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  • Author or Editor: Garnette R. Sutherland x
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Taro Kaibara, R. John Hurlbert and Garnette R. Sutherland

✓ Transoral decompression of the cervicomedullary junction may be compromised by a narrow corridor in which surgery is performed, and thus the adequacy of surgical decompression/resection may be difficult to determine. This is problematic as the presence of spinal instrumentation may obscure the accuracy of postoperative radiological assessment, or the patient may require reoperation. The authors describe three patients in whom high-field intraoperative magnetic resonance (MR) images were acquired at various stages during the transoral resection of C-2 disease that had caused craniocervical junction compression.

All three patients harbored different lesions involving the cervicomedullary junction: one each of plasmacytoma and metastatic breast carcinoma involving the odontoid process and C-2 vertebral body, and basilar invagination with a Chiari I malformation. All patients presented with progressive myelopathy. Surgical planning MR imaging studies performed after the induction of anesthesia demonstrated the lesion and its relationship to the planned surgical corridor. Transoral exposure was achieved through placement of a Crockard retractor system. In one case the soft palate was divided. Interdissection MR imaging revealed that adequate decompression had been achieved in all cases. The two patients with carcinoma required placement of posterior instrumentation for stabilization. Planned suboccipital decompression and placement of instrumentation were averted in the third case as the intraoperative MR images demonstrated that excellent decompression had been achieved.

Intraoperatively acquired MR images were instrumental in determining the adequacy of the decompressive surgery. In one of the three cases, examination of the images led the authors to change the planned surgical procedure. Importantly, the acquisition of intraoperative MR images did not adversely affect operating time or neurosurgical techniques, including instrumentation requirements.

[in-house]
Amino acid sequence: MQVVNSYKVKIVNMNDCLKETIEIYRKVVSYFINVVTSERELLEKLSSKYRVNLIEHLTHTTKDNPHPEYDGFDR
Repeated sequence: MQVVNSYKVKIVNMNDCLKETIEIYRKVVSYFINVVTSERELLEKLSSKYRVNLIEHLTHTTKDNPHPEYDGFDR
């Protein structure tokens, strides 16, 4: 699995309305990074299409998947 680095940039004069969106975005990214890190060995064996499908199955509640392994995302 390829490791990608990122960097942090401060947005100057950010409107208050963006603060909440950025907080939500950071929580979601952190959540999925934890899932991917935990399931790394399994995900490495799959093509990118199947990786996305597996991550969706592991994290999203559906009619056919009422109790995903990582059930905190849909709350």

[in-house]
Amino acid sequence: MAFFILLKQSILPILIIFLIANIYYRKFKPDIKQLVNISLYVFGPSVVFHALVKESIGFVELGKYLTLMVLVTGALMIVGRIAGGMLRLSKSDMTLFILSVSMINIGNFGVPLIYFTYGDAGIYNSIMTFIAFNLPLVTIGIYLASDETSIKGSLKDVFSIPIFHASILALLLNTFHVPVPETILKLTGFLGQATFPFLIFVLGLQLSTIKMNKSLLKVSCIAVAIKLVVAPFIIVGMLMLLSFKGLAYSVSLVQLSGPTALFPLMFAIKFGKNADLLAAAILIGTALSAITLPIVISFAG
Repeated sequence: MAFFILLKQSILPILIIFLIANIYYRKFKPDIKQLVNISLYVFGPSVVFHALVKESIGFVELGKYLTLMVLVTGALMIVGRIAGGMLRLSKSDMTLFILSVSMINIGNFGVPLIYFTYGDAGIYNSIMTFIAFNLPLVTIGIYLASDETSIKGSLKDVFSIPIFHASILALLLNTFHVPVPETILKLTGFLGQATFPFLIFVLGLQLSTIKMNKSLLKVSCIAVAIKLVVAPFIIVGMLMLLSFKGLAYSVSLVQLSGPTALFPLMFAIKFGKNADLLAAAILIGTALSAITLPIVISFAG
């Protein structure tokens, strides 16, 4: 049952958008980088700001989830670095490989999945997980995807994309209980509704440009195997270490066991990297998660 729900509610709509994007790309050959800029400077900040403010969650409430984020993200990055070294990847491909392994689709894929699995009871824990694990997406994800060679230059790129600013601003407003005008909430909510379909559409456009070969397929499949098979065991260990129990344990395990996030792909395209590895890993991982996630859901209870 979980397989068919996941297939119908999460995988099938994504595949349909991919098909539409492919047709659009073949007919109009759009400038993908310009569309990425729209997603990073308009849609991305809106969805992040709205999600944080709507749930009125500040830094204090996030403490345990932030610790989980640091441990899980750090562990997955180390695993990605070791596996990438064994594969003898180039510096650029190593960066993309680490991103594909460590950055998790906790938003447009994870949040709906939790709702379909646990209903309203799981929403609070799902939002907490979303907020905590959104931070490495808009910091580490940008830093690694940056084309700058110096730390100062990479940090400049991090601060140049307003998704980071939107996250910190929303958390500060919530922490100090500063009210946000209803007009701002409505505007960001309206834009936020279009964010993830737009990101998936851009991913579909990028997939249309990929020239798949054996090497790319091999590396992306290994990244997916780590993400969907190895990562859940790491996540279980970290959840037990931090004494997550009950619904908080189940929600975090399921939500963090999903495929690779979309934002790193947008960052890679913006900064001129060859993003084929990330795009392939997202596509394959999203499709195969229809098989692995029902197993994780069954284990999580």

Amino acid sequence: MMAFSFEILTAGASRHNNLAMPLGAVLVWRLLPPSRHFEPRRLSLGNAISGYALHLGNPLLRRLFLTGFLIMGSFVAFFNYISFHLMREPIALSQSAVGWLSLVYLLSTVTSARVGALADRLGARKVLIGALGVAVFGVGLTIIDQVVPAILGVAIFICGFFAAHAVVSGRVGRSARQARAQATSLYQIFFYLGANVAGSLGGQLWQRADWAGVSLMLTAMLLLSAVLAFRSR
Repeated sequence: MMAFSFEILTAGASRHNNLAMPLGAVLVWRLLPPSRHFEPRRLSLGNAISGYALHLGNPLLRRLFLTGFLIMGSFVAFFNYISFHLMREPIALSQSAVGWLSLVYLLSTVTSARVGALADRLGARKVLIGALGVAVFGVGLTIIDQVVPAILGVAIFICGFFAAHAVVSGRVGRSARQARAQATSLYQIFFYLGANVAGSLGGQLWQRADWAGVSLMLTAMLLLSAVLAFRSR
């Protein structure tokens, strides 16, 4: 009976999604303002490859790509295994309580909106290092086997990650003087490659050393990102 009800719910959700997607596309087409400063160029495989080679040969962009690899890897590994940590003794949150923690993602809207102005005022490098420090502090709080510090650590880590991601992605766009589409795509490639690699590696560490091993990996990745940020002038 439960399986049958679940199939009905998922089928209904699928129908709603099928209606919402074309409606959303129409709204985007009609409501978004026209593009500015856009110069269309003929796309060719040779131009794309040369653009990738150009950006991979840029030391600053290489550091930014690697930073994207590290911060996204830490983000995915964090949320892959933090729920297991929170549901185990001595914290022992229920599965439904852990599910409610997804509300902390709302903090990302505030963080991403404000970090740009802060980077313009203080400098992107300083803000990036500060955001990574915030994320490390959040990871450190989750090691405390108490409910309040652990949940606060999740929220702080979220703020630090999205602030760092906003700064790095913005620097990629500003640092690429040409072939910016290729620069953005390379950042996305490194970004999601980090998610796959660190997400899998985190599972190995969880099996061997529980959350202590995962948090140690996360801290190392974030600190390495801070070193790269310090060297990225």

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Taro Kaibara, R. John Hurlbert and Garnette R. Sutherland

Object

Because transoral decompression of the cervicomedullary junction is compromised by a narrow surgical corridor, the adequacy of decompression/resection may be difficult to determine. This is problematic as spinal hardware may obscure postoperative radiological assessment, or the patient may require reoperation. The authors report three patients in whom high-field intraoperative magnetic resonance (MR) images were acquired at various stages during the transoral resection of C-2 lesions causing craniocervical junction compression.

Methods

In all three patients the lesions involved the cervicomedullary junction: one case each of plasmacytoma and metastatic breast carcinoma involving the odontoid process and C-2 vertebral body, and one case of basilar invagination with a Chiari type I malformation. All three patients presented with progressive myelopathy. Surgery-planning MR imaging studies, performed after the induction of anesthesia, demonstrated the lesion and its relationship to the planned surgical corridor. Transoral exposure was achieved through placement of a Crockard retractor system. In one case the soft palate was divided. Interdissection MR imaging revealed that adequate decompression had been achieved in all cases. In the two patients with carcinoma, posterior instrumentation was placed to achieve spinal stabilization. Planned suboccipital decompression and fixation was averted in the third case because MR imaging demonstrated that excellent decompression had been achieved.

Conclusions

Intraoperatively acquired MR images were instrumental in determining the adequacy of surgical decompression. In one patient the MR images changed the planned surgical procedure. Importantly, the acquisition of intraoperative MR images did not adversely affect operative time or neurosurgical techniques, including the instrumentation procedure.

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